- Prime Healthcare CEO Dr. Prem Reddy announced Monday that the hospital system plans to go public in the next two or three years.
- The California-based hospital chain is already the fifth-largest in the United States, and is still growing. Prime recently announced that it would grow from 29 hospitals to 42 by April, pushing its annual revenue up to $4.5 billion (from $2.5 billion), making it the fourth-largest system in the country. In fact, according to Reddy, there are "no limits" on the system's capacity for growth.
- Prime currently has deals in place with hospitals in Pennsylvania, Kansas, Michigan, Texas and Nevada, although some regulatory barriers still stand in the way. The 29 acute-care hospitals it already operates serve populations in California, Pennsylvania, Nevada, Kansas, Rhode Island, Texas and Alabama.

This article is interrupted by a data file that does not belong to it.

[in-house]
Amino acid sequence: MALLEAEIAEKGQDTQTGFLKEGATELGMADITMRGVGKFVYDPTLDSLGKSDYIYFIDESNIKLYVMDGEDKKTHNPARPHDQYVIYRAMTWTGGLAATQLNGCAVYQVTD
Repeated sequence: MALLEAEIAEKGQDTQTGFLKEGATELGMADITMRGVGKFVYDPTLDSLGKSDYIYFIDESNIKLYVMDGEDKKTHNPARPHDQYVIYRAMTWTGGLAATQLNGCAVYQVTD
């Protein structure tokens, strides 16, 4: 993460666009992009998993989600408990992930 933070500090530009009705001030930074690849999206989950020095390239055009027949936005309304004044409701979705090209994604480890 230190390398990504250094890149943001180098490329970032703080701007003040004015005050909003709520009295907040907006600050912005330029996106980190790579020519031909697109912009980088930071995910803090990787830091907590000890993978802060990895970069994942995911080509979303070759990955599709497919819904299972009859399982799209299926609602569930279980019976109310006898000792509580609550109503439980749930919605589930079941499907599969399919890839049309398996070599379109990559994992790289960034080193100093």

Prime is still embroiled in the ongoing dispute over the Catholic nonprofit Daughters of Charity Health System. The SEIU and California Attorney General Kamala Harris both strenuously object to Reddy's proposal to buy the six hospital-system—this is the same AG, by the way, who blocked Prime's acquisition of Victor Valley Community Hospital in 2011 (also opposed be the SEIU). This is a heated battle: The union recently accused Prime of overbilling Medicare by $93 million, which the chain allegedly did by keeping patients overnight as inpatients when they could have been on observation status.
Still, none of that seems to be slowing Prime's roll as one of the most dominant healthcare systems in the country. A public launch—with the capital infusion it entails—is likely to only augment the chain's not-inconsiderable power. The question is how the management of the company will shift with the addition of shareholders. This is Reddy's baby and by the very definition of an IPO, he stands to forego a lot of autonomy here.